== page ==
Eckey quit her pharmacy job in August 2020 to search for useful patterns amid that chaos. Unlike most national initiatives and large academic research programs, Eckey is employing a bottom-up approach: She polls patients on which interventions they’ve tried and how they fared, in the hope that this crowdsourced knowledge might contain valuable insights for improving long Covid care.
While surveys like Eckey’s come with inherent limitations, some researchers think such grassroots efforts can help inform more rigorous studies. “Large clinical trials cost millions of dollars, and it’s impossible to test hundreds of different things at once,” said Akiko Iwasaki, whose lab at the Yale School of Medicine studies the immunology of long Covid. “Knowing what has benefited the patients already provides us with insights that can be tested in future trials.”
Late in the summer of 2022, Eckey, known to social media followers and Substack subscribers as LongCovidPharmD, created several surveys using Google Forms and shared them on Twitter (more recently rebranded as X).
One of the surveys listed about two dozen medications — including Paxlovid, statins, and beta blockers— and had respondents tick boxes for the ones they had tried. It asked them to indicate if taking the drug seemed to “moderately improve,” “vastly improve,” worsen, or have little to no effect on long Covid symptoms or quality of life. Other sections asked if they had conditions that commonly occur alongside ME/CFS or long Covid, such as dysautonomia, mast cell activation syndrome, or a history of blood clots.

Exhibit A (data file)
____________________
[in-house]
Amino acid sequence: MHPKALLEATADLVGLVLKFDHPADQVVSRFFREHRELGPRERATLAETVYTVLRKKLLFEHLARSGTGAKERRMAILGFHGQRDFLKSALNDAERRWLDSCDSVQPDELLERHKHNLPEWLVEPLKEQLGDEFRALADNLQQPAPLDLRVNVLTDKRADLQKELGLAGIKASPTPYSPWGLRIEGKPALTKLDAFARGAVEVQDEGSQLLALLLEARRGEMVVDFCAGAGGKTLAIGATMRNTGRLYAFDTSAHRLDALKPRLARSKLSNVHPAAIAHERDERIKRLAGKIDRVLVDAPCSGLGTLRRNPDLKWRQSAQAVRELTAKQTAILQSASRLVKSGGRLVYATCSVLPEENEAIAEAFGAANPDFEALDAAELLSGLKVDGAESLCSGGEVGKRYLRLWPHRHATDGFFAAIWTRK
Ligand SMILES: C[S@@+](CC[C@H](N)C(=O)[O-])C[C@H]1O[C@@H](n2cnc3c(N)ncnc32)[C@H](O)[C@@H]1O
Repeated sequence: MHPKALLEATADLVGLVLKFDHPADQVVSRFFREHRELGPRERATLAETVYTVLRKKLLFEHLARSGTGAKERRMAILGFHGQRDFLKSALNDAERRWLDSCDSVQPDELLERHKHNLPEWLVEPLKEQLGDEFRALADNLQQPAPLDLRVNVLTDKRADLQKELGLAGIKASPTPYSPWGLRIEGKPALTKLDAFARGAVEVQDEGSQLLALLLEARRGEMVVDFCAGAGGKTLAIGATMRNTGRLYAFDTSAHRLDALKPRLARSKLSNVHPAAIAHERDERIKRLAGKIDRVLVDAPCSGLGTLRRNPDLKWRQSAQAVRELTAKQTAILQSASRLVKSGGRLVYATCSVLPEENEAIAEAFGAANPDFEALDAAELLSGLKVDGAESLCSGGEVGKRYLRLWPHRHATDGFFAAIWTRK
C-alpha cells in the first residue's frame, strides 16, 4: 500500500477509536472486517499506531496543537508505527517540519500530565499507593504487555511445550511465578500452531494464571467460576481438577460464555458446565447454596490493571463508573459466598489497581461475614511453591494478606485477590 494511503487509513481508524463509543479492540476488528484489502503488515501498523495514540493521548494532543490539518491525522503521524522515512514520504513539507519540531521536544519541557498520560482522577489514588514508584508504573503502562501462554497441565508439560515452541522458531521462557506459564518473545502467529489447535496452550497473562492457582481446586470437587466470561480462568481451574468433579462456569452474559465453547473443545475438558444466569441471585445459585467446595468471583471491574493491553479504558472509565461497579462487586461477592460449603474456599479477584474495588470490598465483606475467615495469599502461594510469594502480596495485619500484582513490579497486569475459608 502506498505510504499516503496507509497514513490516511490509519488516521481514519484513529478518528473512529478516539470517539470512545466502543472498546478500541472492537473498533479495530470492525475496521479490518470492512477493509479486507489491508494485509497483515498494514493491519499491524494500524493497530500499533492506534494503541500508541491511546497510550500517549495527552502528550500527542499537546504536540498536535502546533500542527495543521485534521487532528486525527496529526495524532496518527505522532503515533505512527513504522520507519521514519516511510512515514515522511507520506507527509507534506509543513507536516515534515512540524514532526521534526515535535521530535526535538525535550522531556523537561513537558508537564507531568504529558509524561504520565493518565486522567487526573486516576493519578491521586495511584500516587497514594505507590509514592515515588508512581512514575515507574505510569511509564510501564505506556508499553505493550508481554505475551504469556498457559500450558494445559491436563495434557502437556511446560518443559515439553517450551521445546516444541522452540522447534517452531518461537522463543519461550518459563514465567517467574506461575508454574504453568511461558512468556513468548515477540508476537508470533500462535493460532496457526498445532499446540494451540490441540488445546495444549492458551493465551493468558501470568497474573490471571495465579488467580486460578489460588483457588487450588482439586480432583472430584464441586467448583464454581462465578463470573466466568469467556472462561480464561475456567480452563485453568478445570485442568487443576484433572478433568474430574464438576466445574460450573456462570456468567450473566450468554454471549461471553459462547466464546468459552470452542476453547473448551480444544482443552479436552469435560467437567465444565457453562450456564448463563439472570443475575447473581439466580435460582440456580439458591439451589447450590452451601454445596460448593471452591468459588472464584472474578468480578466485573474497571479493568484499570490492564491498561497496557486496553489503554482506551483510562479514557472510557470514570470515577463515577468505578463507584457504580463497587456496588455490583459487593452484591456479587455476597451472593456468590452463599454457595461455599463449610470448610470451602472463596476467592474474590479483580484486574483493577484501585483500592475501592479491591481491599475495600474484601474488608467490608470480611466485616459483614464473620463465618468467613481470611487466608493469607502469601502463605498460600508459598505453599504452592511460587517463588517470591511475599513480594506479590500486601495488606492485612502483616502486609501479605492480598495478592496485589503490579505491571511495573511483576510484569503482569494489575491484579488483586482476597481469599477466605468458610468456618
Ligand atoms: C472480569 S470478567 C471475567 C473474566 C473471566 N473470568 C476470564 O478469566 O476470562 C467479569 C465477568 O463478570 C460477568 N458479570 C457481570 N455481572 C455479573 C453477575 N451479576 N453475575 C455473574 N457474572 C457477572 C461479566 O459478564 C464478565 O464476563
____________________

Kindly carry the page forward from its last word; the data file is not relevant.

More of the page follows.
Eckey also grew curious about supplements — a category that includes probiotics or enzymes, herbs, minerals, vitamins, and other over-the-counter products with suggested uses that are not regulated by the FDA. In social media posts, she noticed that people commenting on supplements would say, “‘Oh, that didn’t work at all for me,’ and then other people say, ‘oh, that cured me,’” she said.
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“Knowing what has benefited the patients already provides us with insights that can be tested in future trials.”
So she created another survey, listing eight types of supplements and asking to what extent they seemed to help with fatigue, cognitive function, and other symptoms. Motivation for that survey also came from Eckey’s own frustration with being unable to get any prescribed treatments, she said: “I thought, ‘Well, I think I just have to figure out how to treat myself.’”